It’s no secret that Consumer Reports has for the past several years favored cars of the Japanese and Asian persuasion in its testing and reports, though it’s also hard to argue that a few years ago, the American auto industry was at the top of its game. This is a particularly important factor for the publication’s latest issuance, a revised list of best used cars.
Not surprisingly, the list is dominated by Japanese brands, which for years have clung to a reputation of being astoundingly reliable. American cars, meanwhile, didn’t fare so well — fortunately, that appears to be changing, as domestic cars being produced today are arguably the best in many decades.
Nonetheless, those vehicles aren’t old enough to be good candidates for used cars just yet, especially ones sporting a meaningful decrease in price (arguably the first reason buyers shop for used vehicles: they’re cheaper).
Here’s a list of eight used cars that Consumer Reports feels offer the best deals — the most for your money, as it were.
1. Small car: Toyota Prius, 2004-2007
Toyota’s Prius has gone from an experimental new car to time-proven, reliable mass-market favorite in its segment over the last fifteen or so years — since its introduction to the U.S. in the late ’90s. Even used, the Prius still offers mileage in the mid-40s (still commendable by today’s standards, even though the car is ten years old). “With its 44 mpg overall, the Prius is the most efficient non-plug-in five-passenger car you can buy, plus it has plenty of room and a nice ride. Reliability has been first-rate,” Consumer Reports says.
2. Small car: Scion xB, 2004-2006
Scion’s Quirky xB might just be the ticket for those looking for something a little different but practical, fuel-efficient, and with little emphasis on aerodynamics. “The Scion xB has standard [Electronic Stability Control] and is a great city car, with compact dimensions and easy access,” Consumer Reports writes. It’s not really a wagon or a crossover, or even a hatchback, but a sort of amicable blend of everything.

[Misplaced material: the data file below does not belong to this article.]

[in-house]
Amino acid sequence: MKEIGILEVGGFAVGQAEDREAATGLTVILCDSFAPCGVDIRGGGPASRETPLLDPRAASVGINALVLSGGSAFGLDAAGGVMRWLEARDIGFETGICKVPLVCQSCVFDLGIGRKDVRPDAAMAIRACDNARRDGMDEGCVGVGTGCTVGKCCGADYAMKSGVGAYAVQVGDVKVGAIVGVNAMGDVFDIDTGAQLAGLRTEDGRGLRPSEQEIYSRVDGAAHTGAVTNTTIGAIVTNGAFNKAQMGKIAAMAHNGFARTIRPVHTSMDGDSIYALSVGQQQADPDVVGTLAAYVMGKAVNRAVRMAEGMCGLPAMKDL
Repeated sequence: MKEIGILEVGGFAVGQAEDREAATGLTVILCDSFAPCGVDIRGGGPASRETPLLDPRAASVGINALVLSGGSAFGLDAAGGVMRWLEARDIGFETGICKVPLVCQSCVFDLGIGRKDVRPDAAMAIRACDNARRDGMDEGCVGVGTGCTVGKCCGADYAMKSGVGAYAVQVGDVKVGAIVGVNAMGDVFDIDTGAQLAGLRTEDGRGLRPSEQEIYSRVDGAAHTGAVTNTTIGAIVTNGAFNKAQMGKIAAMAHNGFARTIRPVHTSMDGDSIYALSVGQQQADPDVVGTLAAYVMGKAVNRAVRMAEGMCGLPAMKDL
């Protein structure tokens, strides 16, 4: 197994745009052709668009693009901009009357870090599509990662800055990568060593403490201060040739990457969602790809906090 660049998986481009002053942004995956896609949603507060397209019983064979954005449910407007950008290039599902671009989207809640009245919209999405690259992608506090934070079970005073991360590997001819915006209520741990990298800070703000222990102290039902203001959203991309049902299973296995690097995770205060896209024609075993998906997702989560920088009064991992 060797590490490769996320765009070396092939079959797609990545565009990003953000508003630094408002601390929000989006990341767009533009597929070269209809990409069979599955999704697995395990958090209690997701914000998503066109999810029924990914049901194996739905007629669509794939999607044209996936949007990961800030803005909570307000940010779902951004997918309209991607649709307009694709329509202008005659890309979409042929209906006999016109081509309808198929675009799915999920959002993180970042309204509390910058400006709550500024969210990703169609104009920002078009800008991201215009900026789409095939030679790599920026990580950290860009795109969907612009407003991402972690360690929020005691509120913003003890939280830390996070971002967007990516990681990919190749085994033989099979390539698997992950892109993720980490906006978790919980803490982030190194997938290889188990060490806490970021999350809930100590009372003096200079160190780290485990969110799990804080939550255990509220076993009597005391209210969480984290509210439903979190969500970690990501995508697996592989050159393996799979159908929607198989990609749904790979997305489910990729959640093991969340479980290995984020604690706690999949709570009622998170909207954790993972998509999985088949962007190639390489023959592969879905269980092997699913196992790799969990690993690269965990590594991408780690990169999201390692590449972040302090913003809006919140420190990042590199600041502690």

3. Small car: Toyota Matrix, 2005-2007
Once upon a time, Toyota made a Corolla station wagon — and for a while, it did very well. The Matrix was about as close to a Corolla wagon as we’ve come in recent years, and it, too, proved to be quite popular, thanks to its tremendously versatile interior that belies its small footprint. The closest wagon-type vehicle Toyota has now is the larger Venza (or the Prius V), but there are plenty of used Matrixes out there on sale — and for under $10,000, no less.
4. Small car: Pontiac Vibe, 2005-2008
If the Pontiac Vibe looks familiar, it’s because it is essentially a re-skinned, General Motors-badged clone of the Toyota Matrix. That’s not a bad thing, either — it means the Vibe retains Toyota’s renowned credentials for dependability, though it offered trim levels and options that were unique to the vehicle. Like the Matrix, it’s exceptionally versatile and offers a lot of practicality packaged into a small and easy-to-maneuver footprint.
5. Sedan: Hyundai Elantra, 2007-2008
It’s certainly not the prettiest car — in fact, it’s rather boring-looking and likely equally as unexciting behind the wheel. However, the Hyundai Elantra offers an “economical, efficient, and comfortable” ride for those just looking for basic transportation, with “secure handling, and a peppy four-cylinder engine,” according to Consumer Reports. It goes without saying that the Elantra is considerably more attractive than it was just five to seven years ago, but for simple, A-to-B transportation, an older Elantra is a solid bet.
6. Sedan: Acura TSX, 2004
“For something sportier, the Acura TSX is responsive, quiet, well-finished, and enjoyable to drive,” Consumer Reports notes. Plus, it’s backed with Honda’s reputation for reliability and offers one of the more affordable plays on an entry-level luxury car. The early TSX sedans were warmly received by critics and buyers alike, and it’s no less of a car now, a decade down the road.
7. SUV: Toyota Highlander V6, 2004
Toyota’s respected Highlander is a solid choice for those needing some interior space but wanting to skirt a minivan or large SUV. “The Highlander has a nicely finished, quiet, and comfortable interior, along with a strong V6 engine,” Consumer Reports said. ”Handling is secure, but it leans more toward comfort than sportiness.” Ten years on, Toyota’s reliability reputation still stands, and it isn’t uncommon for cars like the Highlander to easily surpass 200,000 miles.
8. SUV: Mitsubishi Outlander, 2007
The Mitsubishi Outlander is smaller than the Highlander, but for some, that might be just what they need. Its smaller footprint translates into better maneuverability, and though smaller, the interior is as versatile as anything else in its segment. It has the option for a third row seat if buyers so desire, and its appearance has barely aged at all since 2007.